Referring now to FIG. 2, construction of the scan converter 2 and processing of a luminance signal Y by the same are exemplarily shown. The scan converter 2 shown includes an analog to digital converting section 20 which receives a high vision luminance signal Y from the high vision signal source 1, converts the received luminance signal Y into 8-bit digital data of 8 bits and delivers the obtained digital data to a vertically dividing section 21. The vertically dividing section 21 divides horizontal scanning line data of the high vision signal in a vertical direction into three sets for each field and stores them in first to third field memories. Thus, the horizontal scanning line data of the first set are stored in the first field memory, the horizontal scanning line data of the second set are stored in the second field memory and the horizontal scanning line data of the third or last set are stored in the third field memory. The three sets of horizontal scanning line data are individually read from the field memory in response to a clock signal of a predetermined frequency and are delivered as scanning line data Ya, Yb and Yc to a scanning line converting section 22.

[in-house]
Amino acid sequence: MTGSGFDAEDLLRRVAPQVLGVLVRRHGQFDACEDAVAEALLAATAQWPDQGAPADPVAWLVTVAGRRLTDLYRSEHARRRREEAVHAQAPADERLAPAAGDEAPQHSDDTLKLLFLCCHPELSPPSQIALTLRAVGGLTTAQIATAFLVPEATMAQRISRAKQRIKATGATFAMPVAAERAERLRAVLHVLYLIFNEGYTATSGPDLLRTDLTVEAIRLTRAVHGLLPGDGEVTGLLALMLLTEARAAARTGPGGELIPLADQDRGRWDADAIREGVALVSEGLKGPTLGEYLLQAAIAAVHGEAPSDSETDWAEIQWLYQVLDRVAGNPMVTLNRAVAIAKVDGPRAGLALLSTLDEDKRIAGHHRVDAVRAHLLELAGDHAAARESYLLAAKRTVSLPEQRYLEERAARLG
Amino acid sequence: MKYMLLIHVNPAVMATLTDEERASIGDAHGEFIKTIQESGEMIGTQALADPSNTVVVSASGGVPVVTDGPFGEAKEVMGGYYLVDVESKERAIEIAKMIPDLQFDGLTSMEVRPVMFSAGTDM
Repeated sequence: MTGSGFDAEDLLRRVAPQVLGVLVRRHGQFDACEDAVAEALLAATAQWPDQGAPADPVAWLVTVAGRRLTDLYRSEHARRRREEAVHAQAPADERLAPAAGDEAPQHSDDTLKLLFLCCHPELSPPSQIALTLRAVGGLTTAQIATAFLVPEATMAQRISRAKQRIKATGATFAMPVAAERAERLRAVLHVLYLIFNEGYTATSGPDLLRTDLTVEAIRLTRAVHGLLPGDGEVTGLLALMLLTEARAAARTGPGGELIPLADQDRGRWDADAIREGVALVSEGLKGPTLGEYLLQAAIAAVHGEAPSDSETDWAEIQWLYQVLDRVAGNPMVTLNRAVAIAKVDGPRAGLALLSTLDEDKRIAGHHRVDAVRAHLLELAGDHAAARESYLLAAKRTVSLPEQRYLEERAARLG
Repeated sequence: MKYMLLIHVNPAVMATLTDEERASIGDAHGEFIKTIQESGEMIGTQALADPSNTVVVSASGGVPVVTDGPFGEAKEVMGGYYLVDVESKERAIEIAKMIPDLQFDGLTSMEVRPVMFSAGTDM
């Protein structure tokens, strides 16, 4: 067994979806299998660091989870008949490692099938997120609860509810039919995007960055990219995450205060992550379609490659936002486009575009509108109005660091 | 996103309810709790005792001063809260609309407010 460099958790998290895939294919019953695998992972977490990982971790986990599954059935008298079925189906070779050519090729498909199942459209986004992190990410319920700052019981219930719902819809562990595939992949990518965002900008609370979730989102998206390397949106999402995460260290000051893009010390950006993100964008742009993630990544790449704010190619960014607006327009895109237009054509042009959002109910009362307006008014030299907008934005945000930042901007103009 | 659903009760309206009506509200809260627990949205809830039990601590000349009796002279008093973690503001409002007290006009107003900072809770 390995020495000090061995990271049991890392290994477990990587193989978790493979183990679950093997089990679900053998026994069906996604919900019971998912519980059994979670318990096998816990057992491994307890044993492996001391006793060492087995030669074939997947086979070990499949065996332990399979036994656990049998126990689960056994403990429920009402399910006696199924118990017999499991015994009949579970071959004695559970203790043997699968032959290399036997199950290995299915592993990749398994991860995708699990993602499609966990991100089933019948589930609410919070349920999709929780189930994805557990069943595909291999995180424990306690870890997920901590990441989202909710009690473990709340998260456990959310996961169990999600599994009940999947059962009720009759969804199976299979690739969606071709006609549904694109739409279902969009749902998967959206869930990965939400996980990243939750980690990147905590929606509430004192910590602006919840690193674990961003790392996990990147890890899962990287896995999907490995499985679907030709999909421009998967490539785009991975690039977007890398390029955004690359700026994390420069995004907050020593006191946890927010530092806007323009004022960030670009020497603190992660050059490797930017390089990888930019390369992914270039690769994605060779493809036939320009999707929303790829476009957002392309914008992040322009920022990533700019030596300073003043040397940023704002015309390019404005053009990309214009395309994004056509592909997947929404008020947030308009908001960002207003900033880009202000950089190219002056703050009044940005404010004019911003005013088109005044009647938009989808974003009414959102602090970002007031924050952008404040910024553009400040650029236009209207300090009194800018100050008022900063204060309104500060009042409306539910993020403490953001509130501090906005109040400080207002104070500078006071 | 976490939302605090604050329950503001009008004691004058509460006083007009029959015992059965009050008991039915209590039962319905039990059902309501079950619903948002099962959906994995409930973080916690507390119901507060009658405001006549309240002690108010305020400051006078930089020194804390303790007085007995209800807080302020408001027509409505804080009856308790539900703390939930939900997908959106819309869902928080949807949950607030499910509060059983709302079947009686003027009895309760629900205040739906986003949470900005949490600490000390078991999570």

The scanning line converting section 22 converts the horizontal scanning line data Ya, Yb and Yc received from the vertically dividing section 21 by 5:7 and outputs them as scanning line data Ya', Yb' and Yc', respectively. The scanning line converting section 22 is constituted, for example, by a vertical filter consisting of a 1 H delay element with 7 taps.